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TUCoPS :: Unix :: General :: cert0115.txt

CERT Advisory CA-96.10 nis+ configuration





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=============================================================================
CERT(sm) Advisory CA-96.10                     
Original issue date: May 28, 1996
Last revised: August 30, 1996
              Information previously in the README was inserted
              into the advisory.

              A complete revision history is at the end of this file.

Topic:  NIS+ Configuration Vulnerability
- -----------------------------------------------------------------------------

   The text of this advisory was originally released by the Australian
   Emergency Response Team on May 20, 1996, and updated on May 27, 1996, as
   AUSCERT advisory AA-96.02a.

   Because of the seriousness of the problem, we are reprinting the AUSCERT
   advisory here with their permission. Only the contact information at the
   end has changed: AUSCERT contact information has been replaced with
   CERT/CC contact information. 

   We will update this advisory as we receive additional information.
   Please check advisory files regularly for updates that relate to your site.

=============================================================================

AUSCERT has received information that a vulnerability exists under some
configurations of NIS+.  In vulnerable installations of NIS+, the access
rights on the NIS+ passwd table are left in an unsecure state.

This vulnerability is known to exist in NIS+ installations initially created
on Solaris 2.5 servers.  Similar vulnerabilities in NIS+ configurations may
also exist in previous versions of Solaris 2.

This vulnerability may allow any user with valid NIS+ credentials to gain
root privileges.

AUSCERT recommends that any site which has NIS+ installed take this
opportunity to check their installations and apply the appropriate 
workarounds as described in Section 3.

** This updated advisory contains clarifications for sites requiring password
** aging facilities and sites running their NIS+ servers in NIS compatibility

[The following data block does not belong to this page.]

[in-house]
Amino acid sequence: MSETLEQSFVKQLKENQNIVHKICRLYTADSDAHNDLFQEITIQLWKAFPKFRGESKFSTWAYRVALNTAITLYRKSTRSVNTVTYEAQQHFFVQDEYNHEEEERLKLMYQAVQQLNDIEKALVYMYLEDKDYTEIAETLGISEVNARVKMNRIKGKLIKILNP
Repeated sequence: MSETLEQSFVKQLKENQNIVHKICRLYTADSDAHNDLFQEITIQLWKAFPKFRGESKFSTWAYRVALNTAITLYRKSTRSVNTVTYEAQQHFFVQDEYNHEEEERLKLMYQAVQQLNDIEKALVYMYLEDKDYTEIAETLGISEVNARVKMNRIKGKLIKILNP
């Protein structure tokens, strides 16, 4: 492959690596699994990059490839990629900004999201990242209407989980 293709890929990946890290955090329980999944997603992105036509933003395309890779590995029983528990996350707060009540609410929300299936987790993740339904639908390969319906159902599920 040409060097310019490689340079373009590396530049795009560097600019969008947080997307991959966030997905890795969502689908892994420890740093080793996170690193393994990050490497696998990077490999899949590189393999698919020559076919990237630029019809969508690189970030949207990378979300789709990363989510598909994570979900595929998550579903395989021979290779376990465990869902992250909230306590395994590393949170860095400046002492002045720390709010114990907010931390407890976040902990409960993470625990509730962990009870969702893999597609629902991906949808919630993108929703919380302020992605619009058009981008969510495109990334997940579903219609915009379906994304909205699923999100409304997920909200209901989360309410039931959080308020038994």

** mode.

- -----------------------------------------------------------------------------

1.  Description

    NIS+ provides distributed network access to information sources such as
    password, group and host information.  It maintains this information in
    the form of NIS+ tables.  NIS+ tables contain the administrative
    information normally supplied by local files (such as /etc/passwd).  As
    with the standard Unix administration files, setting secure permissions
    on the NIS+ tables is of utmost importance in maintaining system 
    security.

    NIS+ provides a comprehensive set of access rights for NIS+ tables.  This
    includes permissions not only on NIS+ tables but also individual columns
    and entries in those tables.  Due to the added complexity, sites need to
    be particularly diligent in ensuring that permissions on NIS+ tables (and
    associated entries and columns) are secure.

    AUSCERT encourages sites running NIS+ to gain a good understanding of
    the permission model used by NIS+.  A complete description may be found
    in the NIS+ documentation set.  The rest of this advisory assumes a good
    understanding of NIS+ permission controls.

    AUSCERT has received information that under some installations of NIS+
    the permissions on the NIS+ passwd table are left in an unsecure state.

    This vulnerability is known to exist in NIS+ installations initially
    created on Solaris 2.5 servers.  Similar vulnerabilities in NIS+
    configurations may also exist in previous versions of Solaris 2.

2.  Impact

    Any user with login access to a client or server that uses NIS+ for
    authentication may gain root privileges.

3.  Workarounds

    NIS+ uses an access control mechanism for granting access to NIS+ tables
    which is similar (but not identical) to that used by the standard Unix
    file system.  NIS+ tables are assigned permissions for the NIS+ user
    categories nobody, owner, group and world.  NIS+ also has permissions
    associated with columns and individual entries in NIS+ tables.

    Under some installations of NIS+ the permissions of the NIS+ passwd
    table and its columns are left in an unsecure state.  These permissions
    can be viewed using niscat(1).

    To check the permissions on the NIS+ passwd table, sites can use:

    # niscat -o passwd.org_dir

    This should produce output similar to:

Object Name   : passwd
Owner         : myhost.mydomain.org.